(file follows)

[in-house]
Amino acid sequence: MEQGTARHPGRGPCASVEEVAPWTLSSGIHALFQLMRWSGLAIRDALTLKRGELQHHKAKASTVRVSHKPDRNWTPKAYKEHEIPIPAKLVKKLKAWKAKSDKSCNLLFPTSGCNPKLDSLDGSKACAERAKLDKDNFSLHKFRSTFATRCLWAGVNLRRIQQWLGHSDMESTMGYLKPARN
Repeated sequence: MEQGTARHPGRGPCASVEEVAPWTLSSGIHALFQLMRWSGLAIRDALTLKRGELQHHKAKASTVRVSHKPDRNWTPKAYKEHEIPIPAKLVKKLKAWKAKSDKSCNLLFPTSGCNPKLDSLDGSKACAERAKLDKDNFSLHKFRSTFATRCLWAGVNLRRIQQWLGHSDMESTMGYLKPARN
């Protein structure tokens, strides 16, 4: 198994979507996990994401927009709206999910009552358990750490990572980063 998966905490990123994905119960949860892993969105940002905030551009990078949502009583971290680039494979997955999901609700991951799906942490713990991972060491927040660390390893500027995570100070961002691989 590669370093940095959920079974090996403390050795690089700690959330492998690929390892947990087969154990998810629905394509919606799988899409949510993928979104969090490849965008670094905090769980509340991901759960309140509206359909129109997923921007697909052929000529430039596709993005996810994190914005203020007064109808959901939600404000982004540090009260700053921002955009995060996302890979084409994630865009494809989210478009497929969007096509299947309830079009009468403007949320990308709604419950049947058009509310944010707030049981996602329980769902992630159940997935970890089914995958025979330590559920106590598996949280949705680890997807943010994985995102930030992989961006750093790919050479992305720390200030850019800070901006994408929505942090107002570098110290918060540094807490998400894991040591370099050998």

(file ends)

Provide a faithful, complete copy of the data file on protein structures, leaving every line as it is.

[in-house]
Amino acid sequence: MEQGTARHPGRGPCASVEEVAPWTLSSGIHALFQLMRWSGLAIRDALTLKRGELQHHKAKASTVRVSHKPDRNWTPKAYKEHEIPIPAKLVKKLKAWKAKSDKSCNLLFPTSGCNPKLDSLDGSKACAERAKLDKDNFSLHKFRSTFATRCLWAGVNLRRIQQWLGHSDMESTMGYLKPARN
Repeated sequence: MEQGTARHPGRGPCASVEEVAPWTLSSGIHALFQLMRWSGLAIRDALTLKRGELQHHKAKASTVRVSHKPDRNWTPKAYKEHEIPIPAKLVKKLKAWKAKSDKSCNLLFPTSGCNPKLDSLDGSKACAERAKLDKDNFSLHKFRSTFATRCLWAGVNLRRIQQWLGHSDMESTMGYLKPARN
């Protein structure tokens, strides 16, 4: 198994979507996990994401927009709206999910009552358990750490990572980063 998966905490990123994905119960949860892993969105940002905030551009990078949502009583971290680039494979997955999901609700991951799906942490713990991972060491927040660390390893500027995570100070961002691989 590669370093940095959920079974090996403390050795690089700690959330492998690929390892947990087969154990998810629905394509919606799988899409949510993928979104969090490849965008670094905090769980509340991901759960309140509206359909129109997923921007697909052929000529430039596709993005996810994190914005203020007064109808959901939600404000982004540090009260700053921002955009995060996302890979084409994630865009494809989210478009497929969007096509299947309830079009009468403007949320990308709604419950049947058009509310944010707030049981996602329980769902992630159940997935970890089914995958025979330590559920106590598996949280949705680890997807943010994985995102930030992989961006750093790919050479992305720390200030850019800070901006994408929505942090107002570098110290918060540094807490998400894991040591370099050998």